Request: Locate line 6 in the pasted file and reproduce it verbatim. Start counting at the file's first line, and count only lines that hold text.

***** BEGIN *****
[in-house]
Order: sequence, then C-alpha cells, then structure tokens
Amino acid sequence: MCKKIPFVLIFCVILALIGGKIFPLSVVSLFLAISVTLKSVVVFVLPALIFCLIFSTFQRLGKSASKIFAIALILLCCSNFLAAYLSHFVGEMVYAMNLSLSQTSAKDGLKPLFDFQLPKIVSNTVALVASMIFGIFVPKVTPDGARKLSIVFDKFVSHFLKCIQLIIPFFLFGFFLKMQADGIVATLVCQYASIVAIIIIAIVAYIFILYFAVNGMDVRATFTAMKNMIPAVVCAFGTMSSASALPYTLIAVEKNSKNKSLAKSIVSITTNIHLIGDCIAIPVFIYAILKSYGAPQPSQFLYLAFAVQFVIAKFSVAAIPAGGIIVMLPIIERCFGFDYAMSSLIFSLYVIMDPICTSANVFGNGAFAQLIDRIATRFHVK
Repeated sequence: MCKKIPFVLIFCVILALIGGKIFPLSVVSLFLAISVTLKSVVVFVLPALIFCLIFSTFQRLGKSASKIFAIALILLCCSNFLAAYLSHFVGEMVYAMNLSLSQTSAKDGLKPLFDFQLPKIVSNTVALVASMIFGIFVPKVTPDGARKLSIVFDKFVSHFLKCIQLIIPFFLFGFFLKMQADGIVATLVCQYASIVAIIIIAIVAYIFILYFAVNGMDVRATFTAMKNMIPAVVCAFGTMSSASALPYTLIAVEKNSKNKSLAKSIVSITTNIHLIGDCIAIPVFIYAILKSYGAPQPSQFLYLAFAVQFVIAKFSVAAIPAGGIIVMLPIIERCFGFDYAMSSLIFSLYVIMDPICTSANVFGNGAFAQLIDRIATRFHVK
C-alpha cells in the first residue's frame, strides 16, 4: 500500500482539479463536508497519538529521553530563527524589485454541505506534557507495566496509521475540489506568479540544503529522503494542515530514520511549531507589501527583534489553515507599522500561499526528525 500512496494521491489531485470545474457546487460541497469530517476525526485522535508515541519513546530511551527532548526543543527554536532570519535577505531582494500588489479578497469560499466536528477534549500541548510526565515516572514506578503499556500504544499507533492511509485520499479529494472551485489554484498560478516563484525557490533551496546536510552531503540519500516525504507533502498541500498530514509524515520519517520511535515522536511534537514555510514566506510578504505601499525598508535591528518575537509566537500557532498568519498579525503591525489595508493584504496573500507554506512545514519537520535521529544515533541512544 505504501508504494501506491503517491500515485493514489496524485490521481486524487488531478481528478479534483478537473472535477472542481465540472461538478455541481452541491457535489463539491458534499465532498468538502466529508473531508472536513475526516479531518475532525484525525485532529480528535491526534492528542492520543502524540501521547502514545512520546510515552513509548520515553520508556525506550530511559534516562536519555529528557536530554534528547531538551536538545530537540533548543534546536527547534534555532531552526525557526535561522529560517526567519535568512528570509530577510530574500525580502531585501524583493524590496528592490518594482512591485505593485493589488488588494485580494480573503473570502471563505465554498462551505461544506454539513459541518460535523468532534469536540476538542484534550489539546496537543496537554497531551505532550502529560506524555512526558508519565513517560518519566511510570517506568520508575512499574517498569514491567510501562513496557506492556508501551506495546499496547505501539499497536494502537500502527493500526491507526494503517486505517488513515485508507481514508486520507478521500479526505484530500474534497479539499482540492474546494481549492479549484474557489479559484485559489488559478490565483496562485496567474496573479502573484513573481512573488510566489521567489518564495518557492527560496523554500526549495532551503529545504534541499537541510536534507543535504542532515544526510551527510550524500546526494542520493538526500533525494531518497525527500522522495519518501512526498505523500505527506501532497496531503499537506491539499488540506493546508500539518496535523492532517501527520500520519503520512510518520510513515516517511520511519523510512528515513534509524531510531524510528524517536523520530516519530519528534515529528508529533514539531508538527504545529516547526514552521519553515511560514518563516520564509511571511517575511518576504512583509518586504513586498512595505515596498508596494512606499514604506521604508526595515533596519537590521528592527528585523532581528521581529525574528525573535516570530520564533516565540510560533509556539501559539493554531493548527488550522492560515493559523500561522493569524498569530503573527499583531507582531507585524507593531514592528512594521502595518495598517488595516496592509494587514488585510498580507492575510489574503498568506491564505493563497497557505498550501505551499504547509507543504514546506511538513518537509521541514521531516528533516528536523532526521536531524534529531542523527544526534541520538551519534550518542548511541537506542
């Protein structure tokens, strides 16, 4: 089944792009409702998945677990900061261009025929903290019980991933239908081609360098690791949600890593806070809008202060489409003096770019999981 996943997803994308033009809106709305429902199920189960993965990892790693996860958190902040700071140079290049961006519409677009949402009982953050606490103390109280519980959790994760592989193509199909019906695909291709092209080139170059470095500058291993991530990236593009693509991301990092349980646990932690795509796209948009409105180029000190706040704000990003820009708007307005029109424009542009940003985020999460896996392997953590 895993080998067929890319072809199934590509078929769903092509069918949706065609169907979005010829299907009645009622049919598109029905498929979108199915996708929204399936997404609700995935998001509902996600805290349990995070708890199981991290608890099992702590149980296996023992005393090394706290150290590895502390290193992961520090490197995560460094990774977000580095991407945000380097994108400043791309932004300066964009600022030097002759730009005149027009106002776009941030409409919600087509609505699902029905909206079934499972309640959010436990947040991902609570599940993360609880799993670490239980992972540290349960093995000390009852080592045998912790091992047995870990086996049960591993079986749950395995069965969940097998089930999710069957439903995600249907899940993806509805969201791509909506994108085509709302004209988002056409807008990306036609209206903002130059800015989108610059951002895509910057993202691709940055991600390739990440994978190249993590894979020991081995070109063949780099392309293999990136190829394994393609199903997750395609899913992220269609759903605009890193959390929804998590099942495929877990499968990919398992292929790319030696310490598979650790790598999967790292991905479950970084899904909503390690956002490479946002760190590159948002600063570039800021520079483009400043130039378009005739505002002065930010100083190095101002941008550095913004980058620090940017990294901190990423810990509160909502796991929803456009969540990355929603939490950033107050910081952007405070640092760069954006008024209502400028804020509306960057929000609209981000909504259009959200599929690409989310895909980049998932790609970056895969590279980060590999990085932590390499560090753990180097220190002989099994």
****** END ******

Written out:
């Protein structure tokens, strides 16, 4: 089944792009409702998945677990900061261009025929903290019980991933239908081609360098690791949600890593806070809008202060489409003096770019999981 996943997803994308033009809106709305429902199920189960993965990892790693996860958190902040700071140079290049961006519409677009949402009982953050606490103390109280519980959790994760592989193509199909019906695909291709092209080139170059470095500058291993991530990236593009693509991301990092349980646990932690795509796209948009409105180029000190706040704000990003820009708007307005029109424009542009940003985020999460896996392997953590 895993080998067929890319072809199934590509078929769903092509069918949706065609169907979005010829299907009645009622049919598109029905498929979108199915996708929204399936997404609700995935998001509902996600805290349990995070708890199981991290608890099992702590149980296996023992005393090394706290150290590895502390290193992961520090490197995560460094990774977000580095991407945000380097994108400043791309932004300066964009600022030097002759730009005149027009106002776009941030409409919600087509609505699902029905909206079934499972309640959010436990947040991902609570599940993360609880799993670490239980992972540290349960093995000390009852080592045998912790091992047995870990086996049960591993079986749950395995069965969940097998089930999710069957439903995600249907899940993806509805969201791509909506994108085509709302004209988002056409807008990306036609209206903002130059800015989108610059951002895509910057993202691709940055991600390739990440994978190249993590894979020991081995070109063949780099392309293999990136190829394994393609199903997750395609899913992220269609759903605009890193959390929804998590099942495929877990499968990919398992292929790319030696310490598979650790790598999967790292991905479950970084899904909503390690956002490479946002760190590159948002600063570039800021520079483009400043130039378009005739505002002065930010100083190095101002941008550095913004980058620090940017990294901190990423810990509160909502796991929803456009969540990355929603939490950033107050910081952007405070640092760069954006008024209502400028804020509306960057929000609209981000909504259009959200599929690409989310895909980049998932790609970056895969590279980060590999990085932590390499560090753990180097220190002989099994």